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Kemp pushes the masks and extends the state of emergency for the coronavirus

Governor Brian Kemp on Monday extended the state’s public health emergency, some trade restrictions, and his on-site order of refuge for fragile doctors amid a record spike in new coronavirus cases.

The governor also announced on Monday that he is ready to take a plane ride across the state before the fourth weekend of July to encourage Georgians to wear masks, but said he has no intention of requiring residents to do so.

Extensive orders and Kemp’s media blitz on the masks comes after Georgia set a record last week with over 11,000 coronavirus cases. The State Public Health Department on Monday reported 2,207 new cases of coronavirus, which almost corresponded to a 2,225 record one day on Sunday.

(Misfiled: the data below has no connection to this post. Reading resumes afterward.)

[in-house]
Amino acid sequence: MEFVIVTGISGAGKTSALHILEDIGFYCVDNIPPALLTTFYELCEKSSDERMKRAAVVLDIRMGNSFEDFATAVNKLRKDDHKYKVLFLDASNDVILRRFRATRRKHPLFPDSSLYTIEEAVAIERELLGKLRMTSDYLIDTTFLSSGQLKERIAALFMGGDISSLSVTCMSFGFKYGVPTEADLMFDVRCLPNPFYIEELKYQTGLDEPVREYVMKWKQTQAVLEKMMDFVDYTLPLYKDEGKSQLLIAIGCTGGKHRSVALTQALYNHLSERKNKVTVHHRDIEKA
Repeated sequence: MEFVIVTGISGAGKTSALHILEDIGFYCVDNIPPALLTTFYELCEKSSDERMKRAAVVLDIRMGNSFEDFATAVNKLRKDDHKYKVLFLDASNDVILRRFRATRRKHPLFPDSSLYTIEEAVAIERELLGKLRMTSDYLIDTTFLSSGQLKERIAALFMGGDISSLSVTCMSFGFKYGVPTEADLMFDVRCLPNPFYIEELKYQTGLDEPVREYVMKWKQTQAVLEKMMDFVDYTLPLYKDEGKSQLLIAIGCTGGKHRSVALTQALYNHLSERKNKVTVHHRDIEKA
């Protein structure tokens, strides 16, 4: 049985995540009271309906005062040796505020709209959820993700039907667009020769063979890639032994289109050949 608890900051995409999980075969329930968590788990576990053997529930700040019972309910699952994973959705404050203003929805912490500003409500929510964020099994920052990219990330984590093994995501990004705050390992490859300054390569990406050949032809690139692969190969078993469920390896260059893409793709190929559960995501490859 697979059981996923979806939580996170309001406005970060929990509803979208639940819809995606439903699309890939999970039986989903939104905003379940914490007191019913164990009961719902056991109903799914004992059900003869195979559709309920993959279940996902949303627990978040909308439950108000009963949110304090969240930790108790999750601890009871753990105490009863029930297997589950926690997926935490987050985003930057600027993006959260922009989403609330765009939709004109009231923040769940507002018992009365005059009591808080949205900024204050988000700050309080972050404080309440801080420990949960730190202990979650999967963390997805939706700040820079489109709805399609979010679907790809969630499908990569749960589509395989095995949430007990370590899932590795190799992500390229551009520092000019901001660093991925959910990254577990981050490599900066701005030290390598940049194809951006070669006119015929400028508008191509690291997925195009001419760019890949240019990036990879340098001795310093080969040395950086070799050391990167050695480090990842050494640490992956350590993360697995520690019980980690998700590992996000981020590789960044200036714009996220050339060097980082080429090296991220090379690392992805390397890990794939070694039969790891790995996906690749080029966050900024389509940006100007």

Georgia had set daily records for three consecutive days before Monday.

The public health emergency, which is now extended to August 1

1, ensures that Kemp’s authority will impose new restrictions and take other actions to stem the spread of the virus. The reception order for frail doctors and long-term care facility residents, which was due to expire on Wednesday, was extended for two weeks until July 15th.

In another sign of concern over the increase in cases, Kemp extended the two-week coronavirus restrictions for businesses and restaurants that were due to expire on Wednesday. It is a pause from a series of orders that has constantly loosened the regulations.

The order also required the state Board of Education to develop rules to guide local officials who plan to reopen public schools.

Kemp is scheduled to travel to Albany, Augusta, Columbus, Dalton, Savannah and Valdosta before the holiday weekend to “encourage citizens to pay attention to public health advice and wear a mask” to stem the spread of the disease, he said. his office.


“Wear a mask, practice social removal, wash your hands and continue to follow the guidance provided by public health officials,” said Kemp, who said he wears a mask in public and on social media.